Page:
• • What are the difficulties operating in adverse weather conditions? How does ADASTEC operate their buses in adverse weather conditions such as heavy rain, snow, and fog?
  • • Developing, implementing, and testing the software in various weather and road conditions around the globe
  • • How does ADASTEC mitigate challenges with the human acceptance and awareness of automated public transportation buses?
  • • Mitigating risks due to lack of availability of infrastructure communication (V2I) and environmental factors


Vehicle development support for PTI impact testing of automated vehicles

Thomas Tentrup
Director R&D
KUES Bundesgeschäftsstelle
In the future safety-relevant ADAS need to be tested as part of periodic technical inspection (PTI) in the after sales area. Similar to the ViL tests in the vehicle development phase the tests are provided as reliable impact testing during dynamic driving on a specific functional test bench at the test line KÜS DRIVE allowing steering while driving up up to 130 km/h without vehicle fixation. Monitor and radar target simulator stimulates ADAS-sensors without ADAS-ECU communication. The impact tests are performed in this way because standardized “open” interfaces to the ADAS-ECU´s and -sensors are not implemented during vehicle development phase.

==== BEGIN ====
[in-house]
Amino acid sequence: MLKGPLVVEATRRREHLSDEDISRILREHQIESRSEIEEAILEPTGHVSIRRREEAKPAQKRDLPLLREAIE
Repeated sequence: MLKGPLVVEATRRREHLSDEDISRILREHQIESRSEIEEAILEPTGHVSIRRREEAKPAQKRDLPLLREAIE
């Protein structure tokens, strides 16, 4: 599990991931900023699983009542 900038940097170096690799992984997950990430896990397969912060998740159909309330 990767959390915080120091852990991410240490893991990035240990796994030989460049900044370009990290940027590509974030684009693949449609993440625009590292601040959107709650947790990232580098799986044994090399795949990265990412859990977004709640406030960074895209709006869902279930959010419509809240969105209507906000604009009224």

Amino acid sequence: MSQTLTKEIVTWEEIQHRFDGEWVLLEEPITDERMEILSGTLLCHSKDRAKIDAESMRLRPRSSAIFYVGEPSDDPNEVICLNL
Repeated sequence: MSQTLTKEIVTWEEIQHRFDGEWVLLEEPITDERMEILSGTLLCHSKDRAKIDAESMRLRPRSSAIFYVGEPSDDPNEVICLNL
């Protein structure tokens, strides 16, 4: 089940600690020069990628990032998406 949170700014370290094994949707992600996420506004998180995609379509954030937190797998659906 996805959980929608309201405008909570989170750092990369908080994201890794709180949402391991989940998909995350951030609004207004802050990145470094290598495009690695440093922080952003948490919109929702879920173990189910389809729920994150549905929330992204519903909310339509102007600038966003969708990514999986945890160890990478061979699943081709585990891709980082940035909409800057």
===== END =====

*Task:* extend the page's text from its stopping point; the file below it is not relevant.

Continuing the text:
What the audience will learn

  • ADAS functionalities needs to be checked by impact test of the complete functional chain over the whole vehicle lifetime.
  • Actual impact tests at KÜS DRIVE are able to check ADAS without ADAS-ECU communication and therefore with some limitations.
  • The implementation of standardized open ADAS-ECU and –sensors interfaces by the vehicle development would facilitate impact testing for PTI.
  • Impact tests at KÜS DRIVE are a secure and economical alternative to check ADAS outside on streets with movable targets.
  • Especially AEBS tests at KÜS DRIVE can be performed without danger for driver and vehicle with retraceable, exact measurement results.


High-speed tests of collision mitigation systems on cars and trucks

Shawn Harrington
Principal & Founder
Forensic Rock
Higher closing speed tests (up to 70-75 mph) of passenger and commercial vehicle forward collision warning (FCW) and automatic emergency braking (AEB) systems in stationary rear collision scenarios will be presented to attendees. Research will present the timing of the issuance of FCWs and the initiation of AEB in both passenger and commercial vehicles in stationary and moving rear collision scenarios. Testing speeds include 10 - 75 mph and over a dozen passenger vehicles and heavy trucks' collision mitigation systems will be compared from model years 2013 to 2023. Real-world LKAS and LDW research will also be presented.

What the audience will learn

  • Peformance of FCW/AEB at high closing speeds
  • Tests on model years 2013 - 2023
  • Performance of heavy truck collision mitigation systems
  • Performance and comparison of passenger vehicle collision mitigation systems
  • Performance of LKAS and LDW in the real-world

10.55am - 11.25am


Room A Software, AI, architecture and data management – continued
11.25am - 3pm


Ram Mirwani
Group Manager, Automotive Business Development
Rohde & Schwarz


Current trends in high-performance automotive datalogging